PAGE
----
Store the medicine in a closed container at room temperature, away from heat, moisture, and direct light. Keep from freezing.
Keep out of the reach of children.
Do not keep outdated medicine or medicine no longer needed.
Ask your healthcare professional how you should dispose of any medicine you do not use.
It is very important that your doctor check the progress of you or your child at regular visits to make sure that this medicine is working properly. Blood tests may be needed to check for unwanted effects. .
Do not take any other medicines without checking with your doctor first. To do so may increase the chance of side effects from lamivudine and zidovudine combination.
If you or your child have both HIV and hepatitis B virus (HBV) infections, liver disease can become worse when lamivudine and zidovudine treatment is stopped. Discuss any changes in your treatment and medicines with your doctor.
Zidovudine may cause some serious side effects, including blood or bone marrow problems. Symptoms of a blood or bone marrow problem include fever, chills, sore throat, pale skin, or unusual tiredness or weakness. These problems may require blood transfusion or temporarily stopping treatment with lamivudine and zidovudine combination. Check with your doctor if any new health problems or symptoms occur while you or your child are taking lamivudine and zidovudine combination.
HIV may be acquired from or spread to other people through infected body fluids, including blood, vaginal fluid, or semen. If you are infected, it is best to avoid any sexual activity involving an exchange of body fluids with other people. If you do have sex, always wear (or have your partner wear) a condom (“rubber”). Only use condoms made of latex, and use them every time you have vaginal, anal, or oral sex. The use of a spermicide (such as nonoxynol-9) may also help prevent transmission of HIV if it is not irritating to the vagina, rectum, or mouth. Spermicides have been shown to kill HIV in lab tests. Do not use oil-based jelly, cold cream, baby oil, or shortening as a lubricant—these products can cause the condom to break. Lubricants without oil, such as K-Y Jelly, are recommended. Women may wish to carry their own condoms. Birth control pills and diaphragms will help protect against pregnancy, but they will not prevent someone from giving or getting the AIDS virus. If you inject drugs, get help to stop. Do not share needles or equipment with anyone. In some cities, more than half of the drug users are infected, and sharing even 1 needle or syringe can spread the virus. If you have any questions about this, check with your doctor.
Two rare but serious reactions to this medicine are lactic acidosis (too much acid in the blood) and liver toxicity, which includes an enlarged liver. These are more common if you are female, very overweight (obese), or have been taking anti-HIV medicines for a long time. Call your doctor right away if you or your child have more than one of these symptoms: abdominal discomfort or cramping; dark urine; decreased appetite; diarrhea; general feeling of discomfort; light-colored stools; muscle cramping or pain; nausea; unusual tiredness or weakness; trouble breathing; vomiting; or yellow eyes or skin.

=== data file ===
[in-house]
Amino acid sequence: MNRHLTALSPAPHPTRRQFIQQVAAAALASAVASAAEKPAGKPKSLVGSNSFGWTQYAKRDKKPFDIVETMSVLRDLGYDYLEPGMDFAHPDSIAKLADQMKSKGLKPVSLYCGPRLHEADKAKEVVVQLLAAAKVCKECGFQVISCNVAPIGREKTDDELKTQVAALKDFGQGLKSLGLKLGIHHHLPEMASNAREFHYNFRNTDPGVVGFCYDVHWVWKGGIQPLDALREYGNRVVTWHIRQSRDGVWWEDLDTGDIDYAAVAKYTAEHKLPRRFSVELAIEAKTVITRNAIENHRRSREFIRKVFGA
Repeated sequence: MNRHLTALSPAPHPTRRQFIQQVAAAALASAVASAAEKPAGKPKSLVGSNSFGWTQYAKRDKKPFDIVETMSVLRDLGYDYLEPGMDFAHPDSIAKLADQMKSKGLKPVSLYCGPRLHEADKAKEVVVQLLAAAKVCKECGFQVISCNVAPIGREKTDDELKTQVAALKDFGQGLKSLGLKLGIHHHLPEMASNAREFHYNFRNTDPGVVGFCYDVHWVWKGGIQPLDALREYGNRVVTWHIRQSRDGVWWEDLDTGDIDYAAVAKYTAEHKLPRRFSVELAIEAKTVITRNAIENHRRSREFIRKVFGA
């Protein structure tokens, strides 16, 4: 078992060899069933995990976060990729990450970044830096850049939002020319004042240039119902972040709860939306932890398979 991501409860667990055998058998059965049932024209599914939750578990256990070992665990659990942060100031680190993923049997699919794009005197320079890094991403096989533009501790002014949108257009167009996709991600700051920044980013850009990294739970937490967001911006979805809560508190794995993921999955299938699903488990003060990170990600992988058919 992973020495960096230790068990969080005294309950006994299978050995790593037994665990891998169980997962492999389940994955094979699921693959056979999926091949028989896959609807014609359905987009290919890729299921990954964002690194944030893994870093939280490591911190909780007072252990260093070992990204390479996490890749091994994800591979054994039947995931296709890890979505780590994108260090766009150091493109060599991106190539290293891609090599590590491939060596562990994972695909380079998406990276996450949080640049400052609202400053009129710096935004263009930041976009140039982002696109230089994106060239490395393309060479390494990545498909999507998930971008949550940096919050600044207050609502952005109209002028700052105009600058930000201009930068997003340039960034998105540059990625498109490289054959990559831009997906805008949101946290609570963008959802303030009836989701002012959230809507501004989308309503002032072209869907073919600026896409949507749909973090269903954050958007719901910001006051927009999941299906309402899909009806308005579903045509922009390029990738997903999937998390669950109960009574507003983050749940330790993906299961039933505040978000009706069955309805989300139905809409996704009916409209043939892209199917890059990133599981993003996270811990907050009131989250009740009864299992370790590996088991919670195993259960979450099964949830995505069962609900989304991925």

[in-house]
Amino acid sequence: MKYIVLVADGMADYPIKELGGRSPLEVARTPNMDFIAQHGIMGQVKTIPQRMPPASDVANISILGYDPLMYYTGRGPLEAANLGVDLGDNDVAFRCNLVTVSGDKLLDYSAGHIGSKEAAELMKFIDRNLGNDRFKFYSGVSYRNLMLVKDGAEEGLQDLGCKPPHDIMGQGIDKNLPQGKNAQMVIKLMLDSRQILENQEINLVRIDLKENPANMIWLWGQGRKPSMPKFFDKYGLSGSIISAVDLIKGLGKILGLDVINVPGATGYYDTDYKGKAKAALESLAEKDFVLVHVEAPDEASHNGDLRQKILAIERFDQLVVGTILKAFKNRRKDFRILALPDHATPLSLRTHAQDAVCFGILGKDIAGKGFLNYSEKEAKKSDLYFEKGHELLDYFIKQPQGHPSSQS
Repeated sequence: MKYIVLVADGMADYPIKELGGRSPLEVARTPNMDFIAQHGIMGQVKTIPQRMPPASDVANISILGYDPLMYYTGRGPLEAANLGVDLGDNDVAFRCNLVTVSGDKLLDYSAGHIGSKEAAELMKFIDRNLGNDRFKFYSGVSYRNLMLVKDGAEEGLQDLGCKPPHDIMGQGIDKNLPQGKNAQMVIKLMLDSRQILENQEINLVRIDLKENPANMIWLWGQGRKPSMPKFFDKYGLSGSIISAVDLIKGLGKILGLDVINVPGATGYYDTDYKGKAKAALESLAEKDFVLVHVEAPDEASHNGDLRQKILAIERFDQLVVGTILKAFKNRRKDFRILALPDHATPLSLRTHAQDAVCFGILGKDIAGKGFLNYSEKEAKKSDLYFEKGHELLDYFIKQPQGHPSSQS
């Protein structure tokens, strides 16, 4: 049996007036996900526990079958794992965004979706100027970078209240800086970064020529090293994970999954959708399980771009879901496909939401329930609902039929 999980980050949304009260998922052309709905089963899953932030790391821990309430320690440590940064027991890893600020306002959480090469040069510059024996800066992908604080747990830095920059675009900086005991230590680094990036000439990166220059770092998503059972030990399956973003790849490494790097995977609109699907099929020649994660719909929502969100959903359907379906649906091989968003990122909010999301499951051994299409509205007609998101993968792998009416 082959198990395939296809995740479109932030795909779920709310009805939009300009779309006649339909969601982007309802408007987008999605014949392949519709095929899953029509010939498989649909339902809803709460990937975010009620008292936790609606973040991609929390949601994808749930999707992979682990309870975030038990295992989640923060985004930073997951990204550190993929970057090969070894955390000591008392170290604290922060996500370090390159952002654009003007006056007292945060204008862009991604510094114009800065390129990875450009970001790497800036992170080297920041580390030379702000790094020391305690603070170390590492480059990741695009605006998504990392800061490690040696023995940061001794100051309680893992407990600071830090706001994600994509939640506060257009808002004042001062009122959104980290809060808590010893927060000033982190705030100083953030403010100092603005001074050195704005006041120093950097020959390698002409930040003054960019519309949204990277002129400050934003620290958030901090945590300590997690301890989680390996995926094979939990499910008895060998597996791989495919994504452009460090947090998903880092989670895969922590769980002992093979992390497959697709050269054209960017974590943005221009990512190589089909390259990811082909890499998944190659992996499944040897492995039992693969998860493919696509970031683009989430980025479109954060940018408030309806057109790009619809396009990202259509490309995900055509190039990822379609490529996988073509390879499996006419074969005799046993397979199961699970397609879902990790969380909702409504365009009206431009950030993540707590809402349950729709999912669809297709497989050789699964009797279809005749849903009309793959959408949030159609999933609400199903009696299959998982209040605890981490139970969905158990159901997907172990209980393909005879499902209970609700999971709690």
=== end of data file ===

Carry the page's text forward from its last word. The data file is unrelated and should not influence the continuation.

Tell your doctor if you or your child have severe muscle pain, tenderness, or weakness, especially if you take this medicine for a long time.
When you or your child start taking HIV medicines, your immune system may get stronger. If you have infections that are hidden in your body (e.g., pneumonia or tuberculosis), you may notice new symptoms when your body tries to fight them. If this occurs, tell your doctor right away.
This medicine may cause you or your child to have excess body fat. Tell your doctor right away if you notice changes in your body shape, including an increased amount of body fat in the neck or upper back, face, around the chest, or stomach area. You might also lose fat from your legs, arms, or face.
You should not breastfeed if you have HIV or AIDS, because you may give the infection to your baby through your breast milk.
Along with its needed effects, a medicine may cause some unwanted effects. Although not all of these side effects may occur, if they do occur they may need medical attention.
Check with your doctor immediately if any of the following side effects occur:More common
- Pale skin
- Sore throat
- Unusual tiredness or weakness
- Abdominal or stomach pain (severe)
- Burning, tingling, numbness, or pain in the hands, arms, feet, or legs
- Muscle tenderness and weakness
- Skin rash
- Yellow eyes or skin
- Blistering, peeling, or loosening of the skin
- Canker sores
- Chest discomfort or pain
- Dark urine
- Decreased appetite
- Difficulty with breathing
- Difficulty with swallowing
- Fast, irregular, or pounding heartbeat
- Fast, shallow breathing
- Feeling of fullness
- General feeling of discomfort
- General tiredness and weakness
- Hives or welts
- Itching, puffiness, or swelling of the eyelids or around the eyes, face, lips, or tongue
- Jerking of all extremities
- Joint or muscle pain
- Light-colored stools
- Loss of bladder control
- Muscle pain, spasms, stiffness, or cramping
- Red skin lesions often with a purple center
- Red, irritated eyes
- Redness, soreness, or itching skin
- Sensation of pins and needles
- Shortness of breath
- Sores, ulcers, or white spots in the mouth or on the lips or tongue
- Sores, welting or blisters
- Stabbing pain
- Sudden loss of consciousness
- Swelling of the feet or lower legs
- Tingling, burning, numbness, or pain in the hands, arms, feet, or legs
- Tightness in the chest
- Troubled with breathing
- Unsteadiness or awkwardness
Some side effects may occur that usually do not need medical attention. These side effects may go away during treatment as your body adjusts to the medicine. Also, your health care professional may be able to tell you about ways to prevent or reduce some of these side effects. Check with your health care professional if any of the following side effects continue or are bothersome or if you have any questions about them:More common
- Abdominal or stomach pain (mild)
- Decreased appetite
- Trouble in sleeping
- Abnormal breathing
- Blurred vision
- Body fat redistribution or accumulation
- Darkening of the skin and mucous membranes
- Dry mouth
- Flushed, dry skin
- Fruit-like breath odor
- Hair loss
- Increased hunger
- Increased thirst
- Increased urination
- Swelling of the breasts or breast soreness in both females and males
- Swollen, painful, or tender lymph glands in the neck, armpit, or groin
- Thinning of the hair
- Troubled breathing, unexplained
Other side effects not listed may also occur in some patients. If you notice any other effects, check with your healthcare professional.
Call your doctor for medical advice about side effects. You may report side effects to the FDA at 1-800-FDA-1088.